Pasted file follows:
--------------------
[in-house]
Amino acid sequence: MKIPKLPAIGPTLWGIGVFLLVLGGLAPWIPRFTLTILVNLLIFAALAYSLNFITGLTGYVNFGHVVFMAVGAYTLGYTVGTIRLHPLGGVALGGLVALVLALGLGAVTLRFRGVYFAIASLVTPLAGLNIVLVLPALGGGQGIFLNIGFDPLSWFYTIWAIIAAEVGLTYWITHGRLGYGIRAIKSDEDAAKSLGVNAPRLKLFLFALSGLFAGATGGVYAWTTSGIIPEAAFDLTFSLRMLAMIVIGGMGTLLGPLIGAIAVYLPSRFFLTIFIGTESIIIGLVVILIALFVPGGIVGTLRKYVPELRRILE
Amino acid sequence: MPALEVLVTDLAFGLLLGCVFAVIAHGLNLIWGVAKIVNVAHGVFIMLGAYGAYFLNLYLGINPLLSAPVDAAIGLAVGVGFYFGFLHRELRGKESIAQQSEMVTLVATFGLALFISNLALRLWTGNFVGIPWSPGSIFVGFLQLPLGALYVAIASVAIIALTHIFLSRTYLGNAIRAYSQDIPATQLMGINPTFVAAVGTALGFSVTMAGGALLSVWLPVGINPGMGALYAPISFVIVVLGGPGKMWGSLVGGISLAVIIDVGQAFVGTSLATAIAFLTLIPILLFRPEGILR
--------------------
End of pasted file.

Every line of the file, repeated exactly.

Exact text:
[in-house]
Amino acid sequence: MKIPKLPAIGPTLWGIGVFLLVLGGLAPWIPRFTLTILVNLLIFAALAYSLNFITGLTGYVNFGHVVFMAVGAYTLGYTVGTIRLHPLGGVALGGLVALVLALGLGAVTLRFRGVYFAIASLVTPLAGLNIVLVLPALGGGQGIFLNIGFDPLSWFYTIWAIIAAEVGLTYWITHGRLGYGIRAIKSDEDAAKSLGVNAPRLKLFLFALSGLFAGATGGVYAWTTSGIIPEAAFDLTFSLRMLAMIVIGGMGTLLGPLIGAIAVYLPSRFFLTIFIGTESIIIGLVVILIALFVPGGIVGTLRKYVPELRRILE
Amino acid sequence: MPALEVLVTDLAFGLLLGCVFAVIAHGLNLIWGVAKIVNVAHGVFIMLGAYGAYFLNLYLGINPLLSAPVDAAIGLAVGVGFYFGFLHRELRGKESIAQQSEMVTLVATFGLALFISNLALRLWTGNFVGIPWSPGSIFVGFLQLPLGALYVAIASVAIIALTHIFLSRTYLGNAIRAYSQDIPATQLMGINPTFVAAVGTALGFSVTMAGGALLSVWLPVGINPGMGALYAPISFVIVVLGGPGKMWGSLVGGISLAVIIDVGQAFVGTSLATAIAFLTLIPILLFRPEGILR